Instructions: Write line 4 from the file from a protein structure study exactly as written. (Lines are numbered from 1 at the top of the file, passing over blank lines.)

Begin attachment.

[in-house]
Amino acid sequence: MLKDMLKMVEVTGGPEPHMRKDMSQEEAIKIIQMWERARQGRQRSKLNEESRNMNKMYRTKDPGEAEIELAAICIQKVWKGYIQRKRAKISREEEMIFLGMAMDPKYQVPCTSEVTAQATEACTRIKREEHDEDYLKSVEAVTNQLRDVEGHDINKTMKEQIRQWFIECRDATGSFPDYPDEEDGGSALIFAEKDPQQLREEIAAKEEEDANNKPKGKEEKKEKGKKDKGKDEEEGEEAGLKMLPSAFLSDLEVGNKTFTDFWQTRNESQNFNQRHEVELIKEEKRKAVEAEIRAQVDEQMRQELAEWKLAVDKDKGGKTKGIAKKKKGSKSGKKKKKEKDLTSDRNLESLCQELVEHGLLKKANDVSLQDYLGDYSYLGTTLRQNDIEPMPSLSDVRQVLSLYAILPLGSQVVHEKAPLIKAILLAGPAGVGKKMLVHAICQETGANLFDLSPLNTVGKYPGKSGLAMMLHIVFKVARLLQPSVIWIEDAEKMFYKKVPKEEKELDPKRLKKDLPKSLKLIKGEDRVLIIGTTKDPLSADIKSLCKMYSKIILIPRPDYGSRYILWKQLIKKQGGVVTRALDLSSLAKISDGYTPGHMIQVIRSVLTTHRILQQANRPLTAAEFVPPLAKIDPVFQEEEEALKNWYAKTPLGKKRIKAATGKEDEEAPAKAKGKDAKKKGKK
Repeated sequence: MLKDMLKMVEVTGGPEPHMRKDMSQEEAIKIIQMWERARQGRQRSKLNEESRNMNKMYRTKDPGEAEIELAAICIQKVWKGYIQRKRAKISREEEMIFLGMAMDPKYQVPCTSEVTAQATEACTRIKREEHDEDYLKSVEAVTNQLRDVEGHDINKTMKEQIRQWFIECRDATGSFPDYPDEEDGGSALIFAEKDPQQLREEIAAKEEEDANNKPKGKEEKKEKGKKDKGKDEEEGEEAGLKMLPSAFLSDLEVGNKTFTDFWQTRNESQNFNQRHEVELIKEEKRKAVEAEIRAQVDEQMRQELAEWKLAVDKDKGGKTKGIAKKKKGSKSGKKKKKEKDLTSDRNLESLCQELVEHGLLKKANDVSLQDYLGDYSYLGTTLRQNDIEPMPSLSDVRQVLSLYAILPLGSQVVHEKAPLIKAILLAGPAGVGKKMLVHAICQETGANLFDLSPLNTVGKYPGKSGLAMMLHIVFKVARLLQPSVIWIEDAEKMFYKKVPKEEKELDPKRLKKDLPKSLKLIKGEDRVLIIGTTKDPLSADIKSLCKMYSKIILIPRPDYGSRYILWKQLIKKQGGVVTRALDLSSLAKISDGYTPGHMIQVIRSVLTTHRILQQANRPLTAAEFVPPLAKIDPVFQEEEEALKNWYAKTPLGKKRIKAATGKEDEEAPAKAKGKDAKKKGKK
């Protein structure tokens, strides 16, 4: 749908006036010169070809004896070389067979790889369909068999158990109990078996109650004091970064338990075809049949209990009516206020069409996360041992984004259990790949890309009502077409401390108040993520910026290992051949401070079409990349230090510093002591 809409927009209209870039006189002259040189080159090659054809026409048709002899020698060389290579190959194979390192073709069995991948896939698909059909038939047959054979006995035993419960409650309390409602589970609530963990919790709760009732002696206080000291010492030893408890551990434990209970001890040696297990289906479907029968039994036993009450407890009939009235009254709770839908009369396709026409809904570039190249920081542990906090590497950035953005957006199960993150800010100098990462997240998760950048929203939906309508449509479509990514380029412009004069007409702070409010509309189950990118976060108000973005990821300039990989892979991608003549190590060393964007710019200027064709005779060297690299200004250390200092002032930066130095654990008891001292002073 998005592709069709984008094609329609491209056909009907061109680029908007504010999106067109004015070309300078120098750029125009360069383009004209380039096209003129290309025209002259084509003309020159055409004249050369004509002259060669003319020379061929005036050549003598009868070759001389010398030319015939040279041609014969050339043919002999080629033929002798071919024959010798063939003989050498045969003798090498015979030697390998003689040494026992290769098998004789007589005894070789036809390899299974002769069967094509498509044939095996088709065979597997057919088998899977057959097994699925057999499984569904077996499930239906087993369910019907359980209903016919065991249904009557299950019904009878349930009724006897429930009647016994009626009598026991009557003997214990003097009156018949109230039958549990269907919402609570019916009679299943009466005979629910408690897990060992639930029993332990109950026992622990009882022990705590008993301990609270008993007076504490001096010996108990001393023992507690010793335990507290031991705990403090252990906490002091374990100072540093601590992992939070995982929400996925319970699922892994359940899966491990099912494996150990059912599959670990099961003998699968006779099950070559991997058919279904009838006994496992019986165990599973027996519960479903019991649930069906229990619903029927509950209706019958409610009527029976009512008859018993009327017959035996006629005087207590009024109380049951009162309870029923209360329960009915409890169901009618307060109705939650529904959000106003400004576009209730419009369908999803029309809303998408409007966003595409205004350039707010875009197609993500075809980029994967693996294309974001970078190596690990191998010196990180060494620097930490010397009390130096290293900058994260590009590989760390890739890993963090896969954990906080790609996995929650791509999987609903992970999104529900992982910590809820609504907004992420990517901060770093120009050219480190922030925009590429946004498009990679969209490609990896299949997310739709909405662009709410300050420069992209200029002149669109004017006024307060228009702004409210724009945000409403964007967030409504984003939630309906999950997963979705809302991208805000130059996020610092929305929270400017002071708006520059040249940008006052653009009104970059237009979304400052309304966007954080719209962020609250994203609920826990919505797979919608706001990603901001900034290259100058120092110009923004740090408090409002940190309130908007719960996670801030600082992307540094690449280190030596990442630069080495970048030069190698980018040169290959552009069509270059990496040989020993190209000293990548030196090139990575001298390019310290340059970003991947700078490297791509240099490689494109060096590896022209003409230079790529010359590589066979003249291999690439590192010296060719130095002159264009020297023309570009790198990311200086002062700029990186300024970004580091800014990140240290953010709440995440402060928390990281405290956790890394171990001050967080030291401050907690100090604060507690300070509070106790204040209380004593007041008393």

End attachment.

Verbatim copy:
């Protein structure tokens, strides 16, 4: 749908006036010169070809004896070389067979790889369909068999158990109990078996109650004091970064338990075809049949209990009516206020069409996360041992984004259990790949890309009502077409401390108040993520910026290992051949401070079409990349230090510093002591 809409927009209209870039006189002259040189080159090659054809026409048709002899020698060389290579190959194979390192073709069995991948896939698909059909038939047959054979006995035993419960409650309390409602589970609530963990919790709760009732002696206080000291010492030893408890551990434990209970001890040696297990289906479907029968039994036993009450407890009939009235009254709770839908009369396709026409809904570039190249920081542990906090590497950035953005957006199960993150800010100098990462997240998760950048929203939906309508449509479509990514380029412009004069007409702070409010509309189950990118976060108000973005990821300039990989892979991608003549190590060393964007710019200027064709005779060297690299200004250390200092002032930066130095654990008891001292002073 998005592709069709984008094609329609491209056909009907061109680029908007504010999106067109004015070309300078120098750029125009360069383009004209380039096209003129290309025209002259084509003309020159055409004249050369004509002259060669003319020379061929005036050549003598009868070759001389010398030319015939040279041609014969050339043919002999080629033929002798071919024959010798063939003989050498045969003798090498015979030697390998003689040494026992290769098998004789007589005894070789036809390899299974002769069967094509498509044939095996088709065979597997057919088998899977057959097994699925057999499984569904077996499930239906087993369910019907359980209903016919065991249904009557299950019904009878349930009724006897429930009647016994009626009598026991009557003997214990003097009156018949109230039958549990269907919402609570019916009679299943009466005979629910408690897990060992639930029993332990109950026992622990009882022990705590008993301990609270008993007076504490001096010996108990001393023992507690010793335990507290031991705990403090252990906490002091374990100072540093601590992992939070995982929400996925319970699922892994359940899966491990099912494996150990059912599959670990099961003998699968006779099950070559991997058919279904009838006994496992019986165990599973027996519960479903019991649930069906229990619903029927509950209706019958409610009527029976009512008859018993009327017959035996006629005087207590009024109380049951009162309870029923209360329960009915409890169901009618307060109705939650529904959000106003400004576009209730419009369908999803029309809303998408409007966003595409205004350039707010875009197609993500075809980029994967693996294309974001970078190596690990191998010196990180060494620097930490010397009390130096290293900058994260590009590989760390890739890993963090896969954990906080790609996995929650791509999987609903992970999104529900992982910590809820609504907004992420990517901060770093120009050219480190922030925009590429946004498009990679969209490609990896299949997310739709909405662009709410300050420069992209200029002149669109004017006024307060228009702004409210724009945000409403964007967030409504984003939630309906999950997963979705809302991208805000130059996020610092929305929270400017002071708006520059040249940008006052653009009104970059237009979304400052309304966007954080719209962020609250994203609920826990919505797979919608706001990603901001900034290259100058120092110009923004740090408090409002940190309130908007719960996670801030600082992307540094690449280190030596990442630069080495970048030069190698980018040169290959552009069509270059990496040989020993190209000293990548030196090139990575001298390019310290340059970003991947700078490297791509240099490689494109060096590896022209003409230079790529010359590589066979003249291999690439590192010296060719130095002159264009020297023309570009790198990311200086002062700029990186300024970004580091800014990140240290953010709440995440402060928390990281405290956790890394171990001050967080030291401050907690100090604060507690300070509070106790204040209380004593007041008393």